SAU earns prestigious community service honor

Just like enrollment at Southern Arkansas University, volunteer efforts for the community also skyrocketed this past fall along with SAU learning it again earned a spot on the President’s Higher Education Community Service Honor Roll with Distinction.

“Community service is an integral part of the student experience at SAU,” said Dr. Donna Allen, vice president for student affairs. “SAU has been selected to the President’s Honor Roll or Honor Roll with Distinction from 2008 to the present. Every year, our students learn the importance of serving in their communities.” In 2012 and 2013, SAU was on the coveted “Distinguished” list – the only university in Arkansas each time. For the 2015 awards, which were announced on Sept. 23, 2016, SAU was joined on the Distinction list by only one other university in Arkansas – Harding. SAU was honored in three of the four Honor Roll categories–Education, Economic and Institutional Commitment to Service.

More than 340,000 hours of community service and academic service learning were documented in the 2015 entry, which contained activities from the 2013-14 school year. Several wide-reaching initiatives were highlighted, including the SAU Cheerleaders helping with tornado cleanup in Moore, Oklahoma, Mulerider Athletics’ popular “Muleriders in Magnolia” program, and the Angel Tree being hosted at SAU. Also featured were academically-inspired work, such as S.A.K.E. and electronic waste disposal from the Rankin College of Business and projects completed by groups in the College of Behavioral and Social Sciences.
“Since the addition of our Community Involvement Coordinator Deana Taylor, we have expanded extensively,” said Allen. “I am so proud of the growth and enthusiasm we have seen shown by this year’s students. They are quickly showing a deep sense of care, concern and desire to help others which is a hallmark of becoming a Mulerider.”

Since the President’s Community Service Honor Roll recognizes work done in the year previous to each entry, more recent initiatives such as Making Magnolia Blossom and Mulerider Kids College have yet to be considered for SAU, according to Taylor. Taylor also outlined volunteer efforts from this record-setting fall semester at SAU, which have opened the door for even more students to get involved in bettering the community. And she said the community has taken more notice than ever before of SAU as a resource for volunteer help.

“People are calling me and saying, ‘Can you help…?’ We try not to turn anyone down if they need help. We send students to them,” she said. “This has been an amazing semester for volunteering. A wide variety of students have been involved, from freshmen to upperclassmen to graduate and international students, and they have gained valuable experience in all sectors of the community.”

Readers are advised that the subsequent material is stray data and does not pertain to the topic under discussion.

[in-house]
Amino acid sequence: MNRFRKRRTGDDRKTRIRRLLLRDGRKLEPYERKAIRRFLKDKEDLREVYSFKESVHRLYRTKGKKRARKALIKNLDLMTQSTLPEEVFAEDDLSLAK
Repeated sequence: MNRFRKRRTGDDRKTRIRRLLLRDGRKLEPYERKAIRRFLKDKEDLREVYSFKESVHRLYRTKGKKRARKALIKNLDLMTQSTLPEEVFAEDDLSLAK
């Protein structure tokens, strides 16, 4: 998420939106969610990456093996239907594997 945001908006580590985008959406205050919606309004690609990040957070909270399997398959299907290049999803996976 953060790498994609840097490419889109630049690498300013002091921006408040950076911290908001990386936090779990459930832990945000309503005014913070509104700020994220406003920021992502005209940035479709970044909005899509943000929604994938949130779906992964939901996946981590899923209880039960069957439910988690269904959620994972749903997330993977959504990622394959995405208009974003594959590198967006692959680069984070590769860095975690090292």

One of Taylor’s favorite anecdotes from this fall was how people from across campus stepped up when the local Upward Basketball league needed five coaches – more than 20 people responded and offered to help. They were able to fill all their coaching and assistant coaching positions.

She’s also been impressed by student leaders who have overseen volunteer events if she was not able to attend. Students headed up the large volunteer efforts at the cross country Lois Davis Invitational and the annual Magnolia Specialized Services Fishing Derby at SAU. Student leadership and large numbers of nightly student volunteers played a huge role in the success of the H&P Animal Alliance Haunted House, according to Taylor. Some other area events where students assisted included the H&P Animal Alliance Haunted House, the Columbia County Fair, several campus cleanup events, preparing flood buckets for Louisiana, decorating Wilson Memorial Garden for Christmas, helping at the Fall Fest on the Magnolia Square, and helping run a benefit fish fry for Southern Christian Mission.

Some students this fall even initiated and completed new community projects on their own. Brandyn Atwood, a freshman computer science major from Camden, organized and ran a campus-wide video game tournament in October to raise money for toys to donate to the Arkansas Children’s Hospital (ACH). He approached Taylor with the idea, receiving some insight from her experience with community events, planned all aspects of the event and saw it through to completion. The tournament raised more than $200. Atwood and other students shopped for toys. Added to their efforts were a large number of toys donated by Temple Baptist Church in Camden. Atwood and his team delivered the toys to Little Rock on December 4. They were able to gift ACH with nearly $450 in toys.
Taylor said that some of the practices that worked this fall for getting more students involved in volunteering included briefing Freshman Seminar classes on potential service opportunities and using social media platforms to extend the reach of event information, organizing an on-call student volunteer team for unexpected calls for help, offering transportation to students to get to volunteer projects, and random acts of kindness initiatives, also started by student leadership.

To find out more about SAU’s community service efforts or how you or your organization can get assistance from SAU’s growing team of student volunteers, contact Taylor at (870) 235-4922 or

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